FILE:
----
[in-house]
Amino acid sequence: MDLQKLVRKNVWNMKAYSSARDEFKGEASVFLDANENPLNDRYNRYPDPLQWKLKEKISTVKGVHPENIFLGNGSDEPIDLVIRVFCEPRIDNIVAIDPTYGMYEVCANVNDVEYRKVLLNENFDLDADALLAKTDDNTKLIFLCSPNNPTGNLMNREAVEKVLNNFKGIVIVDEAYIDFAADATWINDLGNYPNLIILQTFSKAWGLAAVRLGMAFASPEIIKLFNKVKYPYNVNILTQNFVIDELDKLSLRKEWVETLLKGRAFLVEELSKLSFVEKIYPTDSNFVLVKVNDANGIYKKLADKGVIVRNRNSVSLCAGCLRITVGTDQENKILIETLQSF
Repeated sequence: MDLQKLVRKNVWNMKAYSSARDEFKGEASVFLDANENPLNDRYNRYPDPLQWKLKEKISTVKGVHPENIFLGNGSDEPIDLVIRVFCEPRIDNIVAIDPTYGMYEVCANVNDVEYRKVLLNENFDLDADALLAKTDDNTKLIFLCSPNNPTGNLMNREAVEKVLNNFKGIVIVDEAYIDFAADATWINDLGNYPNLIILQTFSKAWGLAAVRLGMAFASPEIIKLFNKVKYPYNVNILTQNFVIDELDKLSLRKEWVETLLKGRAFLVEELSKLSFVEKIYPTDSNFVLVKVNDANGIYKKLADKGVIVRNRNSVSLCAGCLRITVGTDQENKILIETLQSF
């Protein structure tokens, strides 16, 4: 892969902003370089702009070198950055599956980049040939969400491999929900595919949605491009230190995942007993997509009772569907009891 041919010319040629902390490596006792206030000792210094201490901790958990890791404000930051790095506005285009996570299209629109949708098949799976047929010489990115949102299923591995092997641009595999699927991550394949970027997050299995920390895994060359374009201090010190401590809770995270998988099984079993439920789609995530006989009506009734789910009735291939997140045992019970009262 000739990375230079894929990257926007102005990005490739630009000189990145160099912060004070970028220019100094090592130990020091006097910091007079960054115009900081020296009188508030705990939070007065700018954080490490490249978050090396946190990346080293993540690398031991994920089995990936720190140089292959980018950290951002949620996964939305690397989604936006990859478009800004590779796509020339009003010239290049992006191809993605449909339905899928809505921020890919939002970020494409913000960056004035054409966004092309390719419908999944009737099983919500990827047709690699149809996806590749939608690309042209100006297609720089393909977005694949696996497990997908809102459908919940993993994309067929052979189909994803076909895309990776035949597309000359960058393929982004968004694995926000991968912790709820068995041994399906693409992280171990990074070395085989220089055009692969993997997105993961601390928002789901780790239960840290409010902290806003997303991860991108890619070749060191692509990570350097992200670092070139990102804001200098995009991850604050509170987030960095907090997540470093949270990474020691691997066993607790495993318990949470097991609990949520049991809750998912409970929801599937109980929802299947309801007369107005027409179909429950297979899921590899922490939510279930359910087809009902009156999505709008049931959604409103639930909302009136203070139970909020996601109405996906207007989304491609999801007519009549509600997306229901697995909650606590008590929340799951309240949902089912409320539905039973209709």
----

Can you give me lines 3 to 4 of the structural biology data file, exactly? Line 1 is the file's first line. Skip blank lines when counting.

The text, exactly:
Repeated sequence: MDLQKLVRKNVWNMKAYSSARDEFKGEASVFLDANENPLNDRYNRYPDPLQWKLKEKISTVKGVHPENIFLGNGSDEPIDLVIRVFCEPRIDNIVAIDPTYGMYEVCANVNDVEYRKVLLNENFDLDADALLAKTDDNTKLIFLCSPNNPTGNLMNREAVEKVLNNFKGIVIVDEAYIDFAADATWINDLGNYPNLIILQTFSKAWGLAAVRLGMAFASPEIIKLFNKVKYPYNVNILTQNFVIDELDKLSLRKEWVETLLKGRAFLVEELSKLSFVEKIYPTDSNFVLVKVNDANGIYKKLADKGVIVRNRNSVSLCAGCLRITVGTDQENKILIETLQSF
């Protein structure tokens, strides 16, 4: 892969902003370089702009070198950055599956980049040939969400491999929900595919949605491009230190995942007993997509009772569907009891 041919010319040629902390490596006792206030000792210094201490901790958990890791404000930051790095506005285009996570299209629109949708098949799976047929010489990115949102299923591995092997641009595999699927991550394949970027997050299995920390895994060359374009201090010190401590809770995270998988099984079993439920789609995530006989009506009734789910009735291939997140045992019970009262 000739990375230079894929990257926007102005990005490739630009000189990145160099912060004070970028220019100094090592130990020091006097910091007079960054115009900081020296009188508030705990939070007065700018954080490490490249978050090396946190990346080293993540690398031991994920089995990936720190140089292959980018950290951002949620996964939305690397989604936006990859478009800004590779796509020339009003010239290049992006191809993605449909339905899928809505921020890919939002970020494409913000960056004035054409966004092309390719419908999944009737099983919500990827047709690699149809996806590749939608690309042209100006297609720089393909977005694949696996497990997908809102459908919940993993994309067929052979189909994803076909895309990776035949597309000359960058393929982004968004694995926000991968912790709820068995041994399906693409992280171990990074070395085989220089055009692969993997997105993961601390928002789901780790239960840290409010902290806003997303991860991108890619070749060191692509990570350097992200670092070139990102804001200098995009991850604050509170987030960095907090997540470093949270990474020691691997066993607790495993318990949470097991609990949520049991809750998912409970929801599937109980929802299947309801007369107005027409179909429950297979899921590899922490939510279930359910087809009902009156999505709008049931959604409103639930909302009136203070139970909020996601109405996906207007989304491609999801007519009549509600997306229901697995909650606590008590929340799951309240949902089912409320539905039973209709």